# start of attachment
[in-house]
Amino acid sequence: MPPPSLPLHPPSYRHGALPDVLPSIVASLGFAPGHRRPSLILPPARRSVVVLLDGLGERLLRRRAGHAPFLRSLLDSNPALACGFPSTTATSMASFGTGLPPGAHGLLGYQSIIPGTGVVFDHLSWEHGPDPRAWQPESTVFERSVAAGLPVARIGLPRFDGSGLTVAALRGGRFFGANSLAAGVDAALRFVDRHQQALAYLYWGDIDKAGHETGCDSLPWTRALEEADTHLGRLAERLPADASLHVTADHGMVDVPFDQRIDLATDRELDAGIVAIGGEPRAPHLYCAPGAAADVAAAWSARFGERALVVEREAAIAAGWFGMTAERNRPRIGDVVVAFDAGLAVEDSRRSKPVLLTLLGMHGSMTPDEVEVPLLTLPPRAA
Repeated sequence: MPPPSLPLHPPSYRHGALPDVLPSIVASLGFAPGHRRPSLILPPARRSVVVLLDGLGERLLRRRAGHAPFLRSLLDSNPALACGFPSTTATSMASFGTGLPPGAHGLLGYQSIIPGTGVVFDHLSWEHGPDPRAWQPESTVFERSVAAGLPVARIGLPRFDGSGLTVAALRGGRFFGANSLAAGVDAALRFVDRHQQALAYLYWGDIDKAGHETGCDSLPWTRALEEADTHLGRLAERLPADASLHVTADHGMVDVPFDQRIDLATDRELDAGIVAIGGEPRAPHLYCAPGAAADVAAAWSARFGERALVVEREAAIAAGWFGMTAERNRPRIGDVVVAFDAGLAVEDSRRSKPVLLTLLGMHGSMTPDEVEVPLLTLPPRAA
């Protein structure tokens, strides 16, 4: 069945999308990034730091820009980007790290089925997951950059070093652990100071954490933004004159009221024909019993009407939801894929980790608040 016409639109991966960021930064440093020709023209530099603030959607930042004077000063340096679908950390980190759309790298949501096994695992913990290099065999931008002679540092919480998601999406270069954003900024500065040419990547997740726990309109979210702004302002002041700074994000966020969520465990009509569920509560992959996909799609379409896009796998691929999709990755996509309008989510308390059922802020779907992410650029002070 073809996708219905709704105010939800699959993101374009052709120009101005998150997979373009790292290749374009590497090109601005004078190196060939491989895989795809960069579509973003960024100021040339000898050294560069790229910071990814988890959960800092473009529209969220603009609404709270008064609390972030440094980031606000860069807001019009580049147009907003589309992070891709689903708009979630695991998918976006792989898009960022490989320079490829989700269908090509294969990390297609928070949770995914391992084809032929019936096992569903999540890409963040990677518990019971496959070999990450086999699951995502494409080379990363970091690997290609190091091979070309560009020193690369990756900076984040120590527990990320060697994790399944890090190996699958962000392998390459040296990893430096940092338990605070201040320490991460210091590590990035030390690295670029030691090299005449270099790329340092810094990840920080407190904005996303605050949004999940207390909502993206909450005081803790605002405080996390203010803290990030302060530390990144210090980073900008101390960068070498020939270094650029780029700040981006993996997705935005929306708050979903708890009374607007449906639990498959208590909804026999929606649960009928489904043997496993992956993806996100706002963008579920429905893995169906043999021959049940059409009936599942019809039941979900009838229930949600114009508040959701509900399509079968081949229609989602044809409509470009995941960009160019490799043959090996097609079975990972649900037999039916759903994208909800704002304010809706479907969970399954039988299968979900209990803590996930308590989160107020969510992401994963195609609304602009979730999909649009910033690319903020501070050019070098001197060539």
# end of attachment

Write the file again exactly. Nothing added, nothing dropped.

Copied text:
[in-house]
Amino acid sequence: MPPPSLPLHPPSYRHGALPDVLPSIVASLGFAPGHRRPSLILPPARRSVVVLLDGLGERLLRRRAGHAPFLRSLLDSNPALACGFPSTTATSMASFGTGLPPGAHGLLGYQSIIPGTGVVFDHLSWEHGPDPRAWQPESTVFERSVAAGLPVARIGLPRFDGSGLTVAALRGGRFFGANSLAAGVDAALRFVDRHQQALAYLYWGDIDKAGHETGCDSLPWTRALEEADTHLGRLAERLPADASLHVTADHGMVDVPFDQRIDLATDRELDAGIVAIGGEPRAPHLYCAPGAAADVAAAWSARFGERALVVEREAAIAAGWFGMTAERNRPRIGDVVVAFDAGLAVEDSRRSKPVLLTLLGMHGSMTPDEVEVPLLTLPPRAA
Repeated sequence: MPPPSLPLHPPSYRHGALPDVLPSIVASLGFAPGHRRPSLILPPARRSVVVLLDGLGERLLRRRAGHAPFLRSLLDSNPALACGFPSTTATSMASFGTGLPPGAHGLLGYQSIIPGTGVVFDHLSWEHGPDPRAWQPESTVFERSVAAGLPVARIGLPRFDGSGLTVAALRGGRFFGANSLAAGVDAALRFVDRHQQALAYLYWGDIDKAGHETGCDSLPWTRALEEADTHLGRLAERLPADASLHVTADHGMVDVPFDQRIDLATDRELDAGIVAIGGEPRAPHLYCAPGAAADVAAAWSARFGERALVVEREAAIAAGWFGMTAERNRPRIGDVVVAFDAGLAVEDSRRSKPVLLTLLGMHGSMTPDEVEVPLLTLPPRAA
């Protein structure tokens, strides 16, 4: 069945999308990034730091820009980007790290089925997951950059070093652990100071954490933004004159009221024909019993009407939801894929980790608040 016409639109991966960021930064440093020709023209530099603030959607930042004077000063340096679908950390980190759309790298949501096994695992913990290099065999931008002679540092919480998601999406270069954003900024500065040419990547997740726990309109979210702004302002002041700074994000966020969520465990009509569920509560992959996909799609379409896009796998691929999709990755996509309008989510308390059922802020779907992410650029002070 073809996708219905709704105010939800699959993101374009052709120009101005998150997979373009790292290749374009590497090109601005004078190196060939491989895989795809960069579509973003960024100021040339000898050294560069790229910071990814988890959960800092473009529209969220603009609404709270008064609390972030440094980031606000860069807001019009580049147009907003589309992070891709689903708009979630695991998918976006792989898009960022490989320079490829989700269908090509294969990390297609928070949770995914391992084809032929019936096992569903999540890409963040990677518990019971496959070999990450086999699951995502494409080379990363970091690997290609190091091979070309560009020193690369990756900076984040120590527990990320060697994790399944890090190996699958962000392998390459040296990893430096940092338990605070201040320490991460210091590590990035030390690295670029030691090299005449270099790329340092810094990840920080407190904005996303605050949004999940207390909502993206909450005081803790605002405080996390203010803290990030302060530390990144210090980073900008101390960068070498020939270094650029780029700040981006993996997705935005929306708050979903708890009374607007449906639990498959208590909804026999929606649960009928489904043997496993992956993806996100706002963008579920429905893995169906043999021959049940059409009936599942019809039941979900009838229930949600114009508040959701509900399509079968081949229609989602044809409509470009995941960009160019490799043959090996097609079975990972649900037999039916759903994208909800704002304010809706479907969970399954039988299968979900209990803590996930308590989160107020969510992401994963195609609304602009979730999909649009910033690319903020501070050019070098001197060539």